For Experiment 5, I’d like to expand on tangible interfaces and explore the use of Zero UI (invisible user interfaces) and having technology fully incorporated within a room (or household) with the use of pressure sensitive furniture and sensors with auditory feedback to elevate regular objects (a book) to create a more immersive experiences instead depending on screen based experiences. This experiment is an exploration in creating a multi-sensory reading experience with content catered towards the book’s contents.

The experiment would involve the use of a pressure sensor chair that lights up a nearby lamp when the participant sits down. The pressure sensor may be installed physically on the chair or hidden away with the design of a cushion or lining. The participant can pick up the book and read or flip through the book and hear the music referred in the book playing from a speaker hidden away (possible below or behind the chair). The audio would be mapped depending on what section of the book the participant is on.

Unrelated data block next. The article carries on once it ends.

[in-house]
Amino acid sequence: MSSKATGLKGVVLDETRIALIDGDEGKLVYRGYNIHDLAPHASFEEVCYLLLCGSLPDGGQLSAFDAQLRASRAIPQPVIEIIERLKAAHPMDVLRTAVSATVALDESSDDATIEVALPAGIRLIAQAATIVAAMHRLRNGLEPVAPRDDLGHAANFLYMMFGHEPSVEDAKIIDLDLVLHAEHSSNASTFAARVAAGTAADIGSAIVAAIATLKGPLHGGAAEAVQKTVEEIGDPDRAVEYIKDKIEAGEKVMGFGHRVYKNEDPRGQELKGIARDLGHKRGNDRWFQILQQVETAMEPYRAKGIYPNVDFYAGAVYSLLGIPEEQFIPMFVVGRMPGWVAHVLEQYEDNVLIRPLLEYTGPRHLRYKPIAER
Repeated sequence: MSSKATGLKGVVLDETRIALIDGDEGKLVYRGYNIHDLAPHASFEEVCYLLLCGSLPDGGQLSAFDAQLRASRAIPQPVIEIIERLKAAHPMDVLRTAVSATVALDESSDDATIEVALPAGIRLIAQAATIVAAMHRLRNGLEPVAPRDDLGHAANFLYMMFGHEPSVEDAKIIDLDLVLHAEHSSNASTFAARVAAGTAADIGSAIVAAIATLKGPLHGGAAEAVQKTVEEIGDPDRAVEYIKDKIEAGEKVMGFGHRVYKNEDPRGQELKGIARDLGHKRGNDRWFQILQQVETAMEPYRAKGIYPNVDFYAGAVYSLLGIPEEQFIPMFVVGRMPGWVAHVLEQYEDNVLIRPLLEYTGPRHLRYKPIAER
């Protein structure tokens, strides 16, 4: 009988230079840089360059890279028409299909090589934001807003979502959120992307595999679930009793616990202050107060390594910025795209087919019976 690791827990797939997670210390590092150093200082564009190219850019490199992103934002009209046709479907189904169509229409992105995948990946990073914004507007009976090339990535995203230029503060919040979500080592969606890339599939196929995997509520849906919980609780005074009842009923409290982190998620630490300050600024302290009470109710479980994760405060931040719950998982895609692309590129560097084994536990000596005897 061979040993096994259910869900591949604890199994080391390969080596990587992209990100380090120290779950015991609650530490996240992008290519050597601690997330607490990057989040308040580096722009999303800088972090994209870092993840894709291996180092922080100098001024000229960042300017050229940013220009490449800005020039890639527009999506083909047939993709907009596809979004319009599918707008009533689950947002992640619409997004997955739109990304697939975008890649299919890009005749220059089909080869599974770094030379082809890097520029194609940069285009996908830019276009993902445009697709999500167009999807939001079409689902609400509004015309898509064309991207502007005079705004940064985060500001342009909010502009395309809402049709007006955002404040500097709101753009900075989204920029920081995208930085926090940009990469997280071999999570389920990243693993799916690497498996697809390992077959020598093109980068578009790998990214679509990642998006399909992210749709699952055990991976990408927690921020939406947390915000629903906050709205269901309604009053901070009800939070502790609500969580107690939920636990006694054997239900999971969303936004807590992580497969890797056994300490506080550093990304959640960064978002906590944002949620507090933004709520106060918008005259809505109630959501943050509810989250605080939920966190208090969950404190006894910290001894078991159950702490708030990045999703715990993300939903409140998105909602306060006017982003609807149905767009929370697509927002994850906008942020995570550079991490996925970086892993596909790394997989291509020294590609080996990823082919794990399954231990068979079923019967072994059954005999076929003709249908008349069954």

The book I’d like to use is still undecided but one with many musical references such as Haruki Murakami’s book, The Wind Up Bird Chronicle, where as the book begins with the protagonist listening to Rossini’s the Thieving Magpie and refers to many other classical musicians. Another possible book could be J.R.R. Tolkien’s The Hobbit with the movie franchise’s music by Howard Shore playing instead.

Project Main Components and Parts

  1. Arduino Nano
  2. Flex Sensor
  3. Pressure Sensor
  4. MP3 Shield (?)
  5. External Speakers
  6. Lightbulb and Wiring (Lamp)

Additional Components and Parts

  1. Chair (Supporting Prop)
  2. Fabric/Cushion (To Hide/Place Sensor)
  3. Book (Prop)
  4. Mat Rug (Prop To Hide Cables)

Workback Schedule

Fri, Nov 22 –  Proposal Presentation
Sat, Nov 23 –  Coding + Gathering Digital Assets + Building Lo-Fi Breadboard Prototype
Sun, Nov 24 – Coding + Gathering Digital Assets + Building Lo-Fi Breadboard Prototype